There has been a rising nationalistic negative attitude against foreign companies investing in and owning property in the US. I’m not going to make a final judgment on whether this is good or bad, just examine what would happen if those countries pulled their investments out or sold/abandoned their properties.
The nationalistic attitude toward foreign investors owning manufacturing locations in the US is pure folly. The negativity comes from those who make the false assumption that if foreign investors moved out, that domestic investors would increase production.
First thing to note is that in recent years, foreign investors have probably been more aggressive in investing in capital investments in the US than domestic investors have been. Toyota, Hyundai, mining companies have been building factories here. Chinese investors, as well. Have you noticed these companies have not been announcing mass layoffs while Ford, GM, GE, etc have been?
While US corporations took the bipartisan tax break handed to them and used that money to buy back their own stock and fatten the wallets of corporate executives and major investors, it has been left to foreign investors to expand manufacturing and create jobs.
This also means that if and when the stock market crashes, domestic companies will be laying off and closing factories. The only jobs with a chance of stability are going to be the ones owned primarily by foreign investors.
Under Trump, we stand the extreme chance that foreign investors whom he welcomed with open arms will either be forced out or will voluntarily pull up stakes as soon as they recoup their investments. If that happens, we have problems.
Some may believe that American investors would step in and simply take over the existing factories. It’s not that simple. First, there is the problem of establishing entirely new supply lines. Then there is the even bigger problem of intellectual property. An American company could not simply take over and produce the exact same products. They would have to come up with entirely new product designs. Then the factories would have to be retooled. Employees may have to be retrained. If they tried producing the same product, there would be legal challenges and the likelihood that other countries would boycott or ban the products due to those challenges.
Then there would be the problem of having a market to sell to. Depending on the product, like vehicles, with employment and wages taking a large hit, that would mean the market would not be open to new products enough to warrant that much of an outlay. In addition to whether consumers would spend money on major purchases on entirely new product lines meant to replace established product lines. There is a reason that you see vehicle models bearing the same name which have existed for decades. Those are product names that consumers are loyal to.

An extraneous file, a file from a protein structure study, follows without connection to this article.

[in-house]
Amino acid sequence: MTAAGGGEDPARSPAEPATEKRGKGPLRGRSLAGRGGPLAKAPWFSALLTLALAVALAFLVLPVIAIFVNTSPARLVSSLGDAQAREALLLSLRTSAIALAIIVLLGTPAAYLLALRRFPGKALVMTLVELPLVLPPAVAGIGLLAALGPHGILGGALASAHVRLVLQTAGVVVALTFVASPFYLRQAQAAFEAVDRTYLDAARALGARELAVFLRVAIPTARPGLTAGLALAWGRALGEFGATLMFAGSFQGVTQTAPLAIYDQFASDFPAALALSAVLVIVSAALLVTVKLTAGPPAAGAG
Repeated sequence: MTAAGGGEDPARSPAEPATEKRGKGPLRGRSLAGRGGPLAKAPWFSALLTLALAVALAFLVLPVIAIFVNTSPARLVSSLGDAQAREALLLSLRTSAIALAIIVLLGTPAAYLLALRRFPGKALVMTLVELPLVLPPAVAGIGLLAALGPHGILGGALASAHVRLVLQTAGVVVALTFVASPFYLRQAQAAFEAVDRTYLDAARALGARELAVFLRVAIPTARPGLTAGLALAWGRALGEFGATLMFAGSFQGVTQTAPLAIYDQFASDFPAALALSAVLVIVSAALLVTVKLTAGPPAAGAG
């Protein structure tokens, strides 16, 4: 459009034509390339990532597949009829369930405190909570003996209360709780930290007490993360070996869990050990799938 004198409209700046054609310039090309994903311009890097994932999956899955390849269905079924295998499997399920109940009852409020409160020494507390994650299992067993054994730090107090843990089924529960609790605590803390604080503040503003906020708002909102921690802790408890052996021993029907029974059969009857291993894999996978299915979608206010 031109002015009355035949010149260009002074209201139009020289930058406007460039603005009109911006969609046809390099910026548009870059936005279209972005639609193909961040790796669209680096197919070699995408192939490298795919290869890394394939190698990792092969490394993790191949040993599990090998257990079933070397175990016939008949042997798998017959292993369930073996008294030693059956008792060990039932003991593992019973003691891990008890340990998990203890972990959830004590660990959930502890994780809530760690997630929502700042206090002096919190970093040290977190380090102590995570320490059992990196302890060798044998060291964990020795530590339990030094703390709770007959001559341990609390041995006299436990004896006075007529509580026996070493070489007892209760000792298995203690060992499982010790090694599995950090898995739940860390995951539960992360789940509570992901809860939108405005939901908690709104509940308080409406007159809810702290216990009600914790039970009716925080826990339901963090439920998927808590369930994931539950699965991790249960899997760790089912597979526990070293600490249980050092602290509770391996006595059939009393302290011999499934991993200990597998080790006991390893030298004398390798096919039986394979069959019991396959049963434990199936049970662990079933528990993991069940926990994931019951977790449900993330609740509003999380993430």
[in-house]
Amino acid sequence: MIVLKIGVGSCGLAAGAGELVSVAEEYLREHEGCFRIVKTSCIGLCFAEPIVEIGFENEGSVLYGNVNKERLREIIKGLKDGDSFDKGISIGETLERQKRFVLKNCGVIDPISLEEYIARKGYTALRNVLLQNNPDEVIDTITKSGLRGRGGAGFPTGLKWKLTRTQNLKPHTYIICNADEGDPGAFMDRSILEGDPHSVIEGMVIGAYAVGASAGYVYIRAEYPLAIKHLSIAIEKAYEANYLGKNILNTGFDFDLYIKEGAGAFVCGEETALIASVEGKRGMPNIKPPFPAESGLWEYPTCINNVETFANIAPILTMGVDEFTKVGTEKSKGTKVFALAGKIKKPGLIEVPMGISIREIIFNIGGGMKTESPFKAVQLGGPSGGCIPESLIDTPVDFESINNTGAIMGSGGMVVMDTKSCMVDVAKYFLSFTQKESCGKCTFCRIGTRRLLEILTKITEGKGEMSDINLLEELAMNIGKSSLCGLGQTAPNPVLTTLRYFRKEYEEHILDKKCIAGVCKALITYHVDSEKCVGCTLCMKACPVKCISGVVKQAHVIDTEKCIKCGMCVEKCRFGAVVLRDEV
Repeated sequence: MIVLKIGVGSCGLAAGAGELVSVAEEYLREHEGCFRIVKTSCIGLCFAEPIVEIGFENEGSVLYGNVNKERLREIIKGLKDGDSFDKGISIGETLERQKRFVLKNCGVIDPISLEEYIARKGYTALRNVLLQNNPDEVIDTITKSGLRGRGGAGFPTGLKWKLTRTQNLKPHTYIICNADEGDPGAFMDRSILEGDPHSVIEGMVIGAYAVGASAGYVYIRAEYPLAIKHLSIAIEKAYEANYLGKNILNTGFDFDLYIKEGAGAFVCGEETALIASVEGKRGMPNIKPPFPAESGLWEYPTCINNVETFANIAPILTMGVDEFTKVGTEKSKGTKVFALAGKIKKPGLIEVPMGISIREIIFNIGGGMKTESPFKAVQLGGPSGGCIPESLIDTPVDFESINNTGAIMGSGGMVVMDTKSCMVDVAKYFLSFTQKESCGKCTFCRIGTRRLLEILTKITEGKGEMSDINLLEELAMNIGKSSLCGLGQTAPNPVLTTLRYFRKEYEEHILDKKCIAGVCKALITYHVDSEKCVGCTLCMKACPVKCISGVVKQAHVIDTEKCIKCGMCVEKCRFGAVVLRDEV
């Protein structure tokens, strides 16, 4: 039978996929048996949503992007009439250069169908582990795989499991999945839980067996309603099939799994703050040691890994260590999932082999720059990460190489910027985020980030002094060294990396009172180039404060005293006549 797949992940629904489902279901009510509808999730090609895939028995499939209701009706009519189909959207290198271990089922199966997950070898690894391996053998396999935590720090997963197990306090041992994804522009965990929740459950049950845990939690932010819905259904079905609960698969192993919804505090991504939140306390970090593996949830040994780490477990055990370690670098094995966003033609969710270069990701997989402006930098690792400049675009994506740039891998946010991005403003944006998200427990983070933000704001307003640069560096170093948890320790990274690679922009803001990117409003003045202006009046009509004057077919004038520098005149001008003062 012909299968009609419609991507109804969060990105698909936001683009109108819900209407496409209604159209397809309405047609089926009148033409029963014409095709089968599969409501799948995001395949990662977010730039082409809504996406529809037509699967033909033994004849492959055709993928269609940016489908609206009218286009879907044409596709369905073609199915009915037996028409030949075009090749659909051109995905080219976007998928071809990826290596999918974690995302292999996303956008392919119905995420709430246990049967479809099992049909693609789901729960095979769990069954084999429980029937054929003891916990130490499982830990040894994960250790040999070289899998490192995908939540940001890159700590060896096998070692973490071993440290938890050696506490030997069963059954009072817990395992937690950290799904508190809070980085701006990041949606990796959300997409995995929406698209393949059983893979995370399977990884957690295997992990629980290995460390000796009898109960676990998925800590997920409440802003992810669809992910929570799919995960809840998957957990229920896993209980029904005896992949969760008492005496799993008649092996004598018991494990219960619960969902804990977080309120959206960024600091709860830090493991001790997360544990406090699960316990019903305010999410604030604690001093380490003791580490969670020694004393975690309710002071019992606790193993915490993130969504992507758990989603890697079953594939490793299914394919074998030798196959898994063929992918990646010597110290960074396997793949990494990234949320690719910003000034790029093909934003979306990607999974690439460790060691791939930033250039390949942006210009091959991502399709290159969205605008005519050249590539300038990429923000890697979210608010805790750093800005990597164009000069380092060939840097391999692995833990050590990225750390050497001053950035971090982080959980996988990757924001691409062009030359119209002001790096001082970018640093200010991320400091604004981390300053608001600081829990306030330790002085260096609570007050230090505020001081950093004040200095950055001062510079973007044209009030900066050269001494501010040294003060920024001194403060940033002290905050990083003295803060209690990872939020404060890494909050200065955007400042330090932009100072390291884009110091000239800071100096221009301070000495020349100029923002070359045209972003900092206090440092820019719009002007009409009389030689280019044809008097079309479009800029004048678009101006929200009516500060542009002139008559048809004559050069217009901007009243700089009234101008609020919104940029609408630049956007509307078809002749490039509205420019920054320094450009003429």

Last but not least this brings new problems and dimensions to how well American manufacturers and possibly even retailers are welcomed in other countries. One can say all they like about China’s trade policies but their policies are extremely well defined, so US corporations have not done business there and been caught off guard. They knew exactly what they were getting into before they got into it.
Personally, I’m not against each country doing their own manufacturing in their own country. I think that’s the way it should be. However, with the way things have been conducted for so many years, changing suddenly, unilaterally, in mid course will absolutely do damage to our trade agreements globally. Some will say it doesn’t matter because we can produce everything we need. Maybe you’re right, maybe not but that is not the point. If other countries choose to reduce or end trade with us, that does damage to the value of the dollar against other currencies, which will result in runaway inflation. Restoring trade deals under such circumstances would take decades because trade is built primarily on trust. Considering how many agricultural producers, retailers and manufacturers rely heavily on international trade, no small number would go out of business entirely. Don’t forget there are some items we can only get through international trade. Like rare earth minerals, most coffee and all chocolate.
Of the top 500 most profitable companies globally, 129 are in China, 121 in the US. Of the top 10 largest banks by deposits, 4 are in China, 3 in the US, 1 each in the UK, Japan and France.
Too many Americans think the rest of the world cannot survive without us. We comprise only 5% of the world’s population. We account for over 1/3 of all national debt globally. Some sources state that our private debt equals 150% of GDP. In all honesty, if other countries, especially China, decided they wanted to obliterate us economically, it would not be that hard to do at this point. They are not far from getting angry enough at us to do exactly that. With other countries deeply in debt as well, they would not be able to support us in that level of a trade war, even if they wanted to. It’s doubtful they would want to by now. So it is time to rethink this isolationist, nationalistic, arrogant attitude. Put the steroids down and start thinking rationally.
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